|Barry Pederson on Sports Sunday: Bruins must ‘get physical’ to win Game 3||06.05.11 at 12:13 pm ET|
While Pederson said that inserting Shawn Thornton into the starting lineup was important to the Bruins turning the Stanley Cup finals around, playing 60 minutes of physical hockey was essential.
‘The Bruins have got to do what they have not done in the third periods of both games,’ Pederson said. ‘When you listen to the coach, what he’s most frustrated about is both of those games they had an opportunity to win, and they lost non-Bruin-like, which was to sit back and allow the opponent to take the game to you.’
Pederson said that the defense had to tighten up in support of Tim Thomas and stop allowing outnumbered situations. Part of that means the forwards making smarter decisions in the neutral zone, and part of that means resting Zdeno Chara on the power play.
‘[Chara] is the single best shut-down defenseman in the National Hockey League,’ Pederson said. ‘So I want that matchup against the [Daniel and Henrik] Sedin twins. I know that [Vancouver coach] Alain Vigneault is going to be coming after every power play that Vancouver kills off, the first guys that are going to be thrown out there are the Sedin twins. I want to make sure that my top pair is fresh.’
|Bruins downplay Alexandre Burrows feasting on them||at 12:03 am ET|
VANCOUVER — There was plenty of buzz over whether Canucks first-line winger Alexandre Burrows would play in Game 2 in the hours that followed his bite on Patrice Bergeron at the end of the first period of Game 1. The league’s decision not to suspend Burrows hurt the Bruins big-time Saturday, as he had a hand in all three Canucks goals and scored the game-winner 11 seconds into overtime in a 3-2 Vancouver win.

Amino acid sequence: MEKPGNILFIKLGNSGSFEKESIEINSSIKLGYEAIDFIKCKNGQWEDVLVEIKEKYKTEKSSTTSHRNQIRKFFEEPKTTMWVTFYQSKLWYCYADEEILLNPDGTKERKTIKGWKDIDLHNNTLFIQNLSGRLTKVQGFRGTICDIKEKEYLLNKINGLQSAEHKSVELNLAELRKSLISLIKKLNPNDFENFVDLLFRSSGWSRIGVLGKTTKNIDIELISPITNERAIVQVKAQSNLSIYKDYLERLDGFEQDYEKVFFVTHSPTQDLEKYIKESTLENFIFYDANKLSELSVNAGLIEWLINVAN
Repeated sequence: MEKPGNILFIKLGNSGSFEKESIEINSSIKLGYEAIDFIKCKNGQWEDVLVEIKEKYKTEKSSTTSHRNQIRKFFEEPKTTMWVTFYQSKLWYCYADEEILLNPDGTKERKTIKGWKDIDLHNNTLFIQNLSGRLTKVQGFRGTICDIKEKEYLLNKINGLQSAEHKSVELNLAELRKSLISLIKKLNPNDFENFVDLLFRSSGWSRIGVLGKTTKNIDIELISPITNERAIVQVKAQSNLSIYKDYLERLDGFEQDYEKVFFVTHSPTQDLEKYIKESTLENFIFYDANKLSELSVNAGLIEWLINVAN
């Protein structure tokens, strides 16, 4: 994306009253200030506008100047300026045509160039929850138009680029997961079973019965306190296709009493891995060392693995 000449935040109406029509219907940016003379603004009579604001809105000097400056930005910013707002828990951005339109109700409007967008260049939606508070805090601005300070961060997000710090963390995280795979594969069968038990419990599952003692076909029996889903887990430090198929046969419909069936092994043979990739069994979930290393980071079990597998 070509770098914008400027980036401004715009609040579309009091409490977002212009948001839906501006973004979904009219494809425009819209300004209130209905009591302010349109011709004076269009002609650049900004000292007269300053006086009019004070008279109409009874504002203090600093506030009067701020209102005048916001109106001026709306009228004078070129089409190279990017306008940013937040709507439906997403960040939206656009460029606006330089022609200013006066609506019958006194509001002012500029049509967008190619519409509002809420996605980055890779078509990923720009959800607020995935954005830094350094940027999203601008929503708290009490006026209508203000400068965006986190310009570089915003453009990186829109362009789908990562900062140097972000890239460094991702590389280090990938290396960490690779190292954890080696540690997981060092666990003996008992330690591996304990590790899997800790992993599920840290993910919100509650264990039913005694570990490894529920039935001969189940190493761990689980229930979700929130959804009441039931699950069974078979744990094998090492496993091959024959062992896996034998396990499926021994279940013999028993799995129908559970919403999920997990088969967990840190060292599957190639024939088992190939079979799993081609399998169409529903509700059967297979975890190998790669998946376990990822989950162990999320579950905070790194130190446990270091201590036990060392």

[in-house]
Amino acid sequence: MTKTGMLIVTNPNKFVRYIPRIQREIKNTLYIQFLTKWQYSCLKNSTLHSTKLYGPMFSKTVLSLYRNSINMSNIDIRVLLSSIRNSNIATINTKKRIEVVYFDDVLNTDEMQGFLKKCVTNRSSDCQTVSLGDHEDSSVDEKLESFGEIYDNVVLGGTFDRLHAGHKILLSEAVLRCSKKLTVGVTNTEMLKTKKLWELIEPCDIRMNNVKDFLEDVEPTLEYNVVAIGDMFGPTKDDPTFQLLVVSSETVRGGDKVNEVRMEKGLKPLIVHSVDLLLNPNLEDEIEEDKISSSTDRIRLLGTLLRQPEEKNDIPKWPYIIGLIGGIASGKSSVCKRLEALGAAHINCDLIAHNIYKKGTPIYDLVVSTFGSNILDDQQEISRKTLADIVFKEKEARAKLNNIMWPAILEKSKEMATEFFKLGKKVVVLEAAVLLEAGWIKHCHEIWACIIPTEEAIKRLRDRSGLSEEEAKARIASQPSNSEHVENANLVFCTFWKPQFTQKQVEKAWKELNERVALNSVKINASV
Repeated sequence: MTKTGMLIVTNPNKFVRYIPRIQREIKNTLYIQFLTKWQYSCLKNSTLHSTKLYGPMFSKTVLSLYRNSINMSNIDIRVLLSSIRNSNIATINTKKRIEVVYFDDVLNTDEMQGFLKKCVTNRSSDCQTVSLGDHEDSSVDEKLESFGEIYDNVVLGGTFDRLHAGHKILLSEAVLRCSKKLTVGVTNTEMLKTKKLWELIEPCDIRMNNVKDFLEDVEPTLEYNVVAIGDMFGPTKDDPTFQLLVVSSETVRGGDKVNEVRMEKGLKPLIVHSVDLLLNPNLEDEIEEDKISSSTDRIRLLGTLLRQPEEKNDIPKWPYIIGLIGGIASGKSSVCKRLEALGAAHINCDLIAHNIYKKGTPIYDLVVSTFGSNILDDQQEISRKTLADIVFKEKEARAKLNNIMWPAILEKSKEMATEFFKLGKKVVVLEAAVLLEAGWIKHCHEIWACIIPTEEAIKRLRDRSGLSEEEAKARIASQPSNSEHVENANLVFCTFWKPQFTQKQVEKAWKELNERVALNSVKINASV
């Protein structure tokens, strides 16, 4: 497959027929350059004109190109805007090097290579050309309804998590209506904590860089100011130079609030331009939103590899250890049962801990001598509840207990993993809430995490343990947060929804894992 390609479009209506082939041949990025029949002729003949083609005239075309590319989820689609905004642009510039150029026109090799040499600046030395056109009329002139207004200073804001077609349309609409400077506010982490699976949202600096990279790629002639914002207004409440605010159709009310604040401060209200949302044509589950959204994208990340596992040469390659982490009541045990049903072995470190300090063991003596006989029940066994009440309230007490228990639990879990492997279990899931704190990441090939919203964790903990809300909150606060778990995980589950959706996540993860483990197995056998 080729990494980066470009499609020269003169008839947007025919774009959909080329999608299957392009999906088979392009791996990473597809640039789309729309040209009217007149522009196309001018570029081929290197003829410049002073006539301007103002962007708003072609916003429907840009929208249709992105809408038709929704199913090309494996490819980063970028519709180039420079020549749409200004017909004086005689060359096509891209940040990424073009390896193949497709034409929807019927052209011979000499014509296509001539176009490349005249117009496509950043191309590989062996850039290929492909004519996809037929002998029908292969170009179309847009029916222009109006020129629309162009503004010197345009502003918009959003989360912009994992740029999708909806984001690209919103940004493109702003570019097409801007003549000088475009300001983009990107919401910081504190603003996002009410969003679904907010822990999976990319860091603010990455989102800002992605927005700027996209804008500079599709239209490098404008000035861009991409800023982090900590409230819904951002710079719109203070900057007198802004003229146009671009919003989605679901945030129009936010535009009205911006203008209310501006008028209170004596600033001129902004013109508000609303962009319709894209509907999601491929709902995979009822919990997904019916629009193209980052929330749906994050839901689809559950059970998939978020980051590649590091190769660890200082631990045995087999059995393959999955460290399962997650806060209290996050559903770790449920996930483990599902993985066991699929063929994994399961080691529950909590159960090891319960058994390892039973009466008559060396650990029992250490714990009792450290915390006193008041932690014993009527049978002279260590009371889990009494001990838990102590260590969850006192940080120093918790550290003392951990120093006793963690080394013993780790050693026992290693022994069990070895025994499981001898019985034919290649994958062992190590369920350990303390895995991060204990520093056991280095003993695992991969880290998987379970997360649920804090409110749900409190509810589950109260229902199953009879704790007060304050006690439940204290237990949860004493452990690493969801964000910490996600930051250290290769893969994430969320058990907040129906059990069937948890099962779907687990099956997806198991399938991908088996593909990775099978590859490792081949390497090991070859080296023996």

The Bruins and coach Claude Julien were quick to dismiss the connection between Burrows’ act the impact Wednesday he had Saturday.
“No comments. That’s got nothing to do with that,” Julien said when asked whether Burrows’ performance made him reconsider whether he felt the league made the right call. “I never thought about that that way. They made a decision and we moved on. If we start using that as an excuse, we’re a lame team. To me, it’s not even a consideration.”
Bergeron had cuts on his right pointer finger and had to get a tetanus shot following the bite. Given all the attention surrounding his finger, Canucks forward and longtime Bruins nemesis Maxim Lapierre waved his finger at Bergeron and even put his finger in his face in an effort to taunt the B’s center.
“I’ve got nothing to day about it,” Bergeron said of Lapierre’s gesture. “That’s just him I guess.”
Throughout the Bruins’ room, players tried to downplay any irony or added frustration from Burrows being the man who did them in.
“You don’t want to get too much into it with each little guy,” David Krejci said. “You’ve just got to take it the way it is. He scored. He’s just another player from their team.”
Added Bergeron: “I don’t see the relation there, but obviously just for us to lose like that, we’ve got to make sure we bounce back.”